The information below provides details about the Netherlands Antilles banking system, and details on opening an offshore bank account. You will find details on the laws and regulations that govern the banking system, as well as a list of local and international banks that operate in Netherlands Antilles.
Banks and other financial institutions in the Netherlands Antilles are licensed under the National Ordinance on the Supervision of Banking and Credit Institutions of 1994. Licenses are issued by the Bank of the Netherlands Antilles (the central bank). The central bank distinguishes between ‘Consolidated International Banks’ – international credit institutions, which are established in the Netherlands Antilles and through their parent company, are subject to adequate consolidated supervision by a foreign supervisory authority (i.e. supervisory authority of the parent company), and ‘Non-Consolidated International Banks’ – international credit institutions established in the Netherlands Antilles and for which the central bank acts as the primary supervisory authority.
The central bank further distinguishes between onshore banks – local general banks which are credit institutions operating in the Netherlands Antilles as universal banks in the legal form of a limited liability company and which are subject to the supervision of the Central Bank and which are licensed to do business with both local and foreign parties, and offshore banks, which are licensed for external business only. Offshore banks are known as International Credit Institutions and are exempt from foreign exchange controls. An offshore bank can operate either as a Netherlands Antilles limited company (NV) or as a branch.
Bank van de Nederlandse Antillen (Central Bank of Netherlands Antilles)
The Bank’s most important objectives are to maintain the external stability of the Netherlands Antillean guilder (NAG) and to promote the efficient functioning of the financial system in the Netherlands Antilles.
To realize these objectives, the Bank, as supervisory authority, has frequently recurred to credit control measures and/or to changing the discount rate.
The functions of the Bank, explicitly summed up in the Bank Charter, are:
To strengthen the Central Bank’s independent position vis-à-vis the government, the Bank Charter limits the monetary financing of budget deficits to 10% of the central government’s revenues in the previous year. This limitation must be seen in the context of an overdraft facility to meet liquidity deficits of the public sector that result from seasonal variations in government revenues.
Monetary and banking supervision
Two of the Bank’s basic tasks are to control the amount of liquid assets in circulation (monetary supervision), and to act as the supervisory body for credit and banking institutions operating in the Netherlands Antilles (prudential supervision). Furthermore, the Bank is one of the government’s main advisors on financial and economic affairs.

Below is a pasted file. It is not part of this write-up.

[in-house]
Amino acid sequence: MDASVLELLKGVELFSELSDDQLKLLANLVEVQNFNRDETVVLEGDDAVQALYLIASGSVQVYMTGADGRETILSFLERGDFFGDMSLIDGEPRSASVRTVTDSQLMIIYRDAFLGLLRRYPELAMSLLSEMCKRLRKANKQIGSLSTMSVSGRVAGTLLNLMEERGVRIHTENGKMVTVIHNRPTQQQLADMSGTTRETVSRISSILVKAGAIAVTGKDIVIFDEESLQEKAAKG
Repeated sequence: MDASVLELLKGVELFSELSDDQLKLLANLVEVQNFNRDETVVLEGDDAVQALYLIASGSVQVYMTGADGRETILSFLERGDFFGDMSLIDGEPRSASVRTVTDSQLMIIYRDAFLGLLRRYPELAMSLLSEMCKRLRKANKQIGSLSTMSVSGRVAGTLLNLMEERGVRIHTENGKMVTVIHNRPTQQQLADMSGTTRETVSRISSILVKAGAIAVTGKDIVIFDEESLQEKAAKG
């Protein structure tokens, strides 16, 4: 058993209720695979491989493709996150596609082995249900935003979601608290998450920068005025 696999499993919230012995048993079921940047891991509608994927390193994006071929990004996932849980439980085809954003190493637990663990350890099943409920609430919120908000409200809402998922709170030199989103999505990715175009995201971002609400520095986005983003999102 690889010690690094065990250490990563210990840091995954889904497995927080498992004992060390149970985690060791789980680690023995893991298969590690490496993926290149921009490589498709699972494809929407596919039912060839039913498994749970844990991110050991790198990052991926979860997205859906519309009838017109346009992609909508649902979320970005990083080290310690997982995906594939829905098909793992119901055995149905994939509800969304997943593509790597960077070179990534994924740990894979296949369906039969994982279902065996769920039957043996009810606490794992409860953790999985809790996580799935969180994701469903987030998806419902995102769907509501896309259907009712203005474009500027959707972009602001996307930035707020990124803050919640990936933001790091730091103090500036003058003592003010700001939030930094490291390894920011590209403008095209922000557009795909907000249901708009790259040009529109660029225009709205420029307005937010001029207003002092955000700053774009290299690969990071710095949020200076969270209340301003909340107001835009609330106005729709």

The monetary policy of the “Bank van de Nederlandse Antillen” during the last two decades has been geared toward promoting a stable value of the NAG with respect to the US dollar. Since 1971 the official NAG/$ rate of 1.79 has been firmly supported by the monetary authorities. The Bank’s main reason for pegging the NAG to the US dollar is that over the years, more than 60% of its international trade relations have been conducted with the United States or in US dollars. To maintain the dollar standard, the Bank must ensure a sufficient supply of foreign exchange. To manage the foreign exchange reserves of the Netherlands Antilles, the Bank in the past has exerted control over the credit extended by commercial banks.
The prudential supervision of banking and credit institutions is aimed at controlling the soundness of the financial system in the Netherlands Antilles and at safeguarding the deposits of creditors at commercial banks. This supervision is pursued mainly through the Bank’s analysis of the solvency and liquidity development of banking and credit institutions.
At end-2004, 42 offshore banks were active in the Netherlands Antilles. End-2003, their balance sheet total was about US$ 41 billion. The banks are primarily of Venezuelan and Netherlands origin. Supervision of offshore banks is identical to that exercised over onshore banks. Activities of these banks seem to focus on non- bank offshore companies. They are not permitted to have any dealings with residents.
The difference in the nature of onshore versus offshore banking lies primarily in the clientele of the institutions, and the absence of cash-based transactions in the offshore sector. Offshore banking services nonresident customers and focuses on international banking operations, consisting of services to companies (“trust” business), mutual funds, and (re)insurance companies. Nonresident legal entities, with ultimate ownership outside the Antilles, are free to perform international capital transactions with nonresidents. Since the introduction of the New Fiscal Framework with the Netherlands, differentiation in tax treatment between offshore and onshore entities no longer occurs.
Offshore banks have diverse types of business. Most are subsidiaries or branches of large financial institutions in Europe, the United States, or South America. Some banks are primarily involved in private banking and asset management, whereas others are merely loan booking offices. Some banks act as a treasurer for a larger conglomerate or have a role as a regional credit office. Funding can reflect this diversity from within the group, or from other financial institutions. All clients need to be nonresidents.
Financial Institutions Operating
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